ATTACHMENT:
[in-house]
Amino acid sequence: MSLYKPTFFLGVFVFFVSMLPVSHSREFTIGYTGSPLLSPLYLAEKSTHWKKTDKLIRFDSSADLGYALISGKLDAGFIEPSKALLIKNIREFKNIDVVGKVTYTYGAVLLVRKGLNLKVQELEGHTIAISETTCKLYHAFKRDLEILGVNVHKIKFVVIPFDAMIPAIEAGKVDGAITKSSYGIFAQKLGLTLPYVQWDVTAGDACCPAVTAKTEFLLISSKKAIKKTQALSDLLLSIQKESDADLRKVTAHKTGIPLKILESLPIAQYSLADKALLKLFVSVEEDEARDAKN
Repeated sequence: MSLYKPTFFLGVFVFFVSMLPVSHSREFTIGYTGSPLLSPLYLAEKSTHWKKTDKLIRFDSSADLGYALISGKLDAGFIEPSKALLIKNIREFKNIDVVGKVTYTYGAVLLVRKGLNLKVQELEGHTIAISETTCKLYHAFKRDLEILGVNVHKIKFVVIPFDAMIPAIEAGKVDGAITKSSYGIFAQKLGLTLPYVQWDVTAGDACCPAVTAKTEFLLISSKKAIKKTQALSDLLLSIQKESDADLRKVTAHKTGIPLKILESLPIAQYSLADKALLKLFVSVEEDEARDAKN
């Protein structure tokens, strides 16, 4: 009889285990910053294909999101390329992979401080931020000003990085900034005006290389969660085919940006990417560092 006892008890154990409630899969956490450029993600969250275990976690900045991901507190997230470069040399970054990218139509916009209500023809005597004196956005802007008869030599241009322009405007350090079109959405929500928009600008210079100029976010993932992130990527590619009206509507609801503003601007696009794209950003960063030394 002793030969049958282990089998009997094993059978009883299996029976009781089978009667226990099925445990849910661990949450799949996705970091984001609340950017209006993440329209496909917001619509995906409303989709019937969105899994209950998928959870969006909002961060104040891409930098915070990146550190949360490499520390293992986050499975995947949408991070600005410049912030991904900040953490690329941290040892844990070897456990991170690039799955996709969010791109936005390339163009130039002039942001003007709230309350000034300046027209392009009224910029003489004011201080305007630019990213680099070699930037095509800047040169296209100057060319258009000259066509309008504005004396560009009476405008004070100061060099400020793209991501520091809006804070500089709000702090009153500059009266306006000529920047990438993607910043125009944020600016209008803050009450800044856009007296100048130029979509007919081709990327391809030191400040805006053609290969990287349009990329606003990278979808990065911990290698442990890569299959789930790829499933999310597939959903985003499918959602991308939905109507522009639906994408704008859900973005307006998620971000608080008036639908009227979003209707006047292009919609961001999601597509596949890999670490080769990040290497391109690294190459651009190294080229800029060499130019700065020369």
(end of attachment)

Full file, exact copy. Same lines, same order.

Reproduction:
[in-house]
Amino acid sequence: MSLYKPTFFLGVFVFFVSMLPVSHSREFTIGYTGSPLLSPLYLAEKSTHWKKTDKLIRFDSSADLGYALISGKLDAGFIEPSKALLIKNIREFKNIDVVGKVTYTYGAVLLVRKGLNLKVQELEGHTIAISETTCKLYHAFKRDLEILGVNVHKIKFVVIPFDAMIPAIEAGKVDGAITKSSYGIFAQKLGLTLPYVQWDVTAGDACCPAVTAKTEFLLISSKKAIKKTQALSDLLLSIQKESDADLRKVTAHKTGIPLKILESLPIAQYSLADKALLKLFVSVEEDEARDAKN
Repeated sequence: MSLYKPTFFLGVFVFFVSMLPVSHSREFTIGYTGSPLLSPLYLAEKSTHWKKTDKLIRFDSSADLGYALISGKLDAGFIEPSKALLIKNIREFKNIDVVGKVTYTYGAVLLVRKGLNLKVQELEGHTIAISETTCKLYHAFKRDLEILGVNVHKIKFVVIPFDAMIPAIEAGKVDGAITKSSYGIFAQKLGLTLPYVQWDVTAGDACCPAVTAKTEFLLISSKKAIKKTQALSDLLLSIQKESDADLRKVTAHKTGIPLKILESLPIAQYSLADKALLKLFVSVEEDEARDAKN
């Protein structure tokens, strides 16, 4: 009889285990910053294909999101390329992979401080931020000003990085900034005006290389969660085919940006990417560092 006892008890154990409630899969956490450029993600969250275990976690900045991901507190997230470069040399970054990218139509916009209500023809005597004196956005802007008869030599241009322009405007350090079109959405929500928009600008210079100029976010993932992130990527590619009206509507609801503003601007696009794209950003960063030394 002793030969049958282990089998009997094993059978009883299996029976009781089978009667226990099925445990849910661990949450799949996705970091984001609340950017209006993440329209496909917001619509995906409303989709019937969105899994209950998928959870969006909002961060104040891409930098915070990146550190949360490499520390293992986050499975995947949408991070600005410049912030991904900040953490690329941290040892844990070897456990991170690039799955996709969010791109936005390339163009130039002039942001003007709230309350000034300046027209392009009224910029003489004011201080305007630019990213680099070699930037095509800047040169296209100057060319258009000259066509309008504005004396560009009476405008004070100061060099400020793209991501520091809006804070500089709000702090009153500059009266306006000529920047990438993607910043125009944020600016209008803050009450800044856009007296100048130029979509007919081709990327391809030191400040805006053609290969990287349009990329606003990278979808990065911990290698442990890569299959789930790829499933999310597939959903985003499918959602991308939905109507522009639906994408704008859900973005307006998620971000608080008036639908009227979003209707006047292009919609961001999601597509596949890999670490080769990040290497391109690294190459651009190294080229800029060499130019700065020369």